And so this, in the end, was what it all came down to, a male-dominated Britain's Got Talent final featuring an impressionist, some warblers, a loony organist who may well have been Peter Kay in sequins, and the old bloke from accounts. No space for the man who sings nursery rhymes to the tunes of Celine Dion, nor the woman of a certain age with rodents dressed as dogs incapable of choreographed mischief.
They say that reality TV holds up a mirror to the nation. Well, if that's true, then one must conclude that in 2011 the British rather run our collective talent pool dry. But then, of course, we have. When Hughie Green suggested that "opportunity knocks" four decades ago, he meant for a precious few only. These days, it's viewed practically as everybody's birthright.
Perhaps, then, this is the reason the latest series of BGT has struggled. Not because of the absence of Piers Morgan, gone, like The Beatles and Right Said Fred before him, to America. But, rather, because we are all so well versed in the script and the players by now: the court jesters; the tremulous who croon in memory of the recently dead; and the funny dancers who, this time around, aren't quite as funny as the funny dancers of the last time around.
Nevertheless, a great many of them continued to pluck away at our heartstrings, making open mockery of our vulnerability as they did so. But even heartstrings harden, and there is only so much affection we can muster for quite so many unlikely looking vessels (the portly, the plain, the past-it) out of whom such mellifluous loveliness unceasingly pours.
But never underestimate a panto for whipping up a climatic storm of kitsch and glitter, and BGT certainly did that last night. Simon Cowell, back in his seat since the semi-finals, had returned purportedly to rescue the show – and the ratings – by bringing with him not only his teeth and unbuttoned shirt, but a lot of fluff and nonsense over whether or not he actually created one of the finalists himself in a secret laboratory on Dr No's island.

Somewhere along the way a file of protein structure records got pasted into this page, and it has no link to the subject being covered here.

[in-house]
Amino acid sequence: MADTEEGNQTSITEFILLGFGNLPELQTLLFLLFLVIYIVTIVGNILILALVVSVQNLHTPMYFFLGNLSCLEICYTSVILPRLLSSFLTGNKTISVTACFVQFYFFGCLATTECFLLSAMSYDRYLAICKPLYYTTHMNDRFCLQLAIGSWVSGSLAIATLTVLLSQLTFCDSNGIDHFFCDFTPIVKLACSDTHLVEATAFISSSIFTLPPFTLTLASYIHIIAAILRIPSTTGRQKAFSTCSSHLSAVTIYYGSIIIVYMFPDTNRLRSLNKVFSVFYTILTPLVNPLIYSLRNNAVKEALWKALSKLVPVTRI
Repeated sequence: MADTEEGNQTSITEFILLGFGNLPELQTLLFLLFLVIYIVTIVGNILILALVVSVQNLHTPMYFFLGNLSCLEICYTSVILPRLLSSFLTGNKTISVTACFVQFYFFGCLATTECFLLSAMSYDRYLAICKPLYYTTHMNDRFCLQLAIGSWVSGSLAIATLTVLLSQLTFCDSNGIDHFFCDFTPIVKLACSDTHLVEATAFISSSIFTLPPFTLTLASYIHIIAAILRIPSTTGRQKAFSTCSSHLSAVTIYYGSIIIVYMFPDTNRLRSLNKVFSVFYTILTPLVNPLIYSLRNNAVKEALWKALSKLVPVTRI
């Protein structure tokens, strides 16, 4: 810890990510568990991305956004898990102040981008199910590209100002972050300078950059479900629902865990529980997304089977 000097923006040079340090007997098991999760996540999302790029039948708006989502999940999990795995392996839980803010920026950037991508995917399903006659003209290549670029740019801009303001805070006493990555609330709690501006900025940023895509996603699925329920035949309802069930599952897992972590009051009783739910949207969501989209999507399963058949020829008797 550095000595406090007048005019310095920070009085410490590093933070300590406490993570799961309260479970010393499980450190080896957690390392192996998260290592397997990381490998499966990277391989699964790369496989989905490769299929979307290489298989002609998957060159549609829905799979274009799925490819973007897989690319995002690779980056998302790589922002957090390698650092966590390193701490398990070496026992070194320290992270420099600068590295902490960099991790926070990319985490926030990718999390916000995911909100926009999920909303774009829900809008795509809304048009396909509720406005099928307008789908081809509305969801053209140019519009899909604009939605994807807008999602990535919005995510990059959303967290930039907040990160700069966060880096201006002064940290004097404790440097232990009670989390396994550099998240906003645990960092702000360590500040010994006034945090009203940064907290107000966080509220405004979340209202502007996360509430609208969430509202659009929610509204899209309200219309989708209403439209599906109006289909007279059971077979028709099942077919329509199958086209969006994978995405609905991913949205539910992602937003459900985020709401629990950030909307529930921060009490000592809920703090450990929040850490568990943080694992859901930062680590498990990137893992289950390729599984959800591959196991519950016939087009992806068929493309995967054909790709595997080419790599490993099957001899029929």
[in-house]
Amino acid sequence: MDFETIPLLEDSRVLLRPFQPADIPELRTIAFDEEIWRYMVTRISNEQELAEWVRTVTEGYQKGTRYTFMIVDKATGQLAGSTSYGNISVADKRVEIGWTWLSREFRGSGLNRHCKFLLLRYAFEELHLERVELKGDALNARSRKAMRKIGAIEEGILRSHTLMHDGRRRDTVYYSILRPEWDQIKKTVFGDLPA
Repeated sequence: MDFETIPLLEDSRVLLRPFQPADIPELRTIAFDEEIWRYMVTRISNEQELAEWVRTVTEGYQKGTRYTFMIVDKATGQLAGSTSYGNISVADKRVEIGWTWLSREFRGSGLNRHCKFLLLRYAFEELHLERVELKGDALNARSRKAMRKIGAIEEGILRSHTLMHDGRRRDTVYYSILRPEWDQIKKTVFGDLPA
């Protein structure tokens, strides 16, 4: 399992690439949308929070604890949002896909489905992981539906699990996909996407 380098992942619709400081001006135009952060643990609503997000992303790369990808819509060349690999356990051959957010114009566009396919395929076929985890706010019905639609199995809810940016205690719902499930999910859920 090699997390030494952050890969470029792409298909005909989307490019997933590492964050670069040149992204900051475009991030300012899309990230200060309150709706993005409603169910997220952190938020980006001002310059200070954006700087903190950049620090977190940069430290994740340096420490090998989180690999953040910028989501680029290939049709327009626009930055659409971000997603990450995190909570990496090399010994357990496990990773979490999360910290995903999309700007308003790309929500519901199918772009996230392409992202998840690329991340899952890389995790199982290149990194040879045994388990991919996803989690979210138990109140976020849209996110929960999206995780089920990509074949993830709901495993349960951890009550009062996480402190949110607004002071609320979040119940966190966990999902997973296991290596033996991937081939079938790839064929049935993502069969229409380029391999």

Though Cowell protested his innocence – amid scurrilous suggestions from shameful cynics that it was he that planted the story – it is easy to see why little Ronan Parke could be thought a spawn of this particular devil. With Justin Bieber's hair, Bambi's eyes and an Osmond's likeability, he was born for TV talent shows, to say nothing of the fact that he possesses the same Voice of an Angel as previously owned by Charlotte Church, Paul Potts and Susan Boyle.
The controversy helped sustain a nice frisson throughout – so much weight on such slender shoulders, and so on – and over two punishing hours of performances, an endlessly excitable studio audience, surely high on E numbers, and Amanda Holden's indefatigable hair, we gathered, in edge-of-seat fashion, in fear of a last-minute upset, the favourite Parke pipped at the post by, perhaps, one or two who might just have deserved it more, the piano prodigy, for one, or those adorable little boys that will grow up to become JLS by this time next week.
And then – oh, the drama – he was! Pipped at the post! And not by an obvious frontrunner either, but Jai McDowall, an oddly-bearded Scot with a voice as deep as oceans are wide, and whose fellow countryfolk did what Scots always do in such circumstances: phone in en masse, and upset the applecart, Cowell's applecart.
Little Ronan Parke, bless him, was gracious in defeat, with a composure beyond his years. Perhaps he's still young enough to remember the story of the tortoise and the hare.